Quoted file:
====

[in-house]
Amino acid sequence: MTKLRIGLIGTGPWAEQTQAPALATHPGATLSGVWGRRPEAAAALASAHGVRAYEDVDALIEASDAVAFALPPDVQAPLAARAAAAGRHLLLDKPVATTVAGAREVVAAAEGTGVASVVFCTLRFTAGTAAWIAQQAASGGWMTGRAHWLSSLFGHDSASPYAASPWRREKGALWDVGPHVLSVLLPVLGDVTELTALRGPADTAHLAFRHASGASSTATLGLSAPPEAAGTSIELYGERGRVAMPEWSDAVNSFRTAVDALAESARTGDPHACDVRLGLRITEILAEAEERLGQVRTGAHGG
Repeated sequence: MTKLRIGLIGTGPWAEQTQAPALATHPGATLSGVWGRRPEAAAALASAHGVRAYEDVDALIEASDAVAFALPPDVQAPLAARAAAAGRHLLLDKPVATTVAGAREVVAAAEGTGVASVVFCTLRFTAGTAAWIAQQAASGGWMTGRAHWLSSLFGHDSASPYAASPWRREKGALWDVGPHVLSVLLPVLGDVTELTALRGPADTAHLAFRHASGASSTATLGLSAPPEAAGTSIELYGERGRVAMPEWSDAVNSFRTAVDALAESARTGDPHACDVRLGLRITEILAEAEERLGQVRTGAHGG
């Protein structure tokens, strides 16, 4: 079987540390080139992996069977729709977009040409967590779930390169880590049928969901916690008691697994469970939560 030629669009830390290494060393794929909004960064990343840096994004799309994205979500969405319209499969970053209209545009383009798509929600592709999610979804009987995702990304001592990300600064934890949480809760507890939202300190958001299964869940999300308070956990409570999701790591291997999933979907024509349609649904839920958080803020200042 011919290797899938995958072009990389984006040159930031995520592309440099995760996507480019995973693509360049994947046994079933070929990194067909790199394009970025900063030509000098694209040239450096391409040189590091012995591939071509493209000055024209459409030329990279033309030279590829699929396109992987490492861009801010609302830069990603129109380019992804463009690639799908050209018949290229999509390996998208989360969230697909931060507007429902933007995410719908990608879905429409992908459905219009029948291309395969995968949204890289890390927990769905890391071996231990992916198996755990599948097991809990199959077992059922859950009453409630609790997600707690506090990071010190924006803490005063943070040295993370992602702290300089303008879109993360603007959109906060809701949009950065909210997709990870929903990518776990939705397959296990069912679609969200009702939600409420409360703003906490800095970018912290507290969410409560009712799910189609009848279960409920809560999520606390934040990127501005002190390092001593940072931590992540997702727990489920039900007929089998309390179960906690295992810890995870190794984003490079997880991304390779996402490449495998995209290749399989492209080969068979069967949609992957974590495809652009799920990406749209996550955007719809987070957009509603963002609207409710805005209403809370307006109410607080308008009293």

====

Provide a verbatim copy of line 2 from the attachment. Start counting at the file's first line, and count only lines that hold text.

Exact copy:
Amino acid sequence: MTKLRIGLIGTGPWAEQTQAPALATHPGATLSGVWGRRPEAAAALASAHGVRAYEDVDALIEASDAVAFALPPDVQAPLAARAAAAGRHLLLDKPVATTVAGAREVVAAAEGTGVASVVFCTLRFTAGTAAWIAQQAASGGWMTGRAHWLSSLFGHDSASPYAASPWRREKGALWDVGPHVLSVLLPVLGDVTELTALRGPADTAHLAFRHASGASSTATLGLSAPPEAAGTSIELYGERGRVAMPEWSDAVNSFRTAVDALAESARTGDPHACDVRLGLRITEILAEAEERLGQVRTGAHGG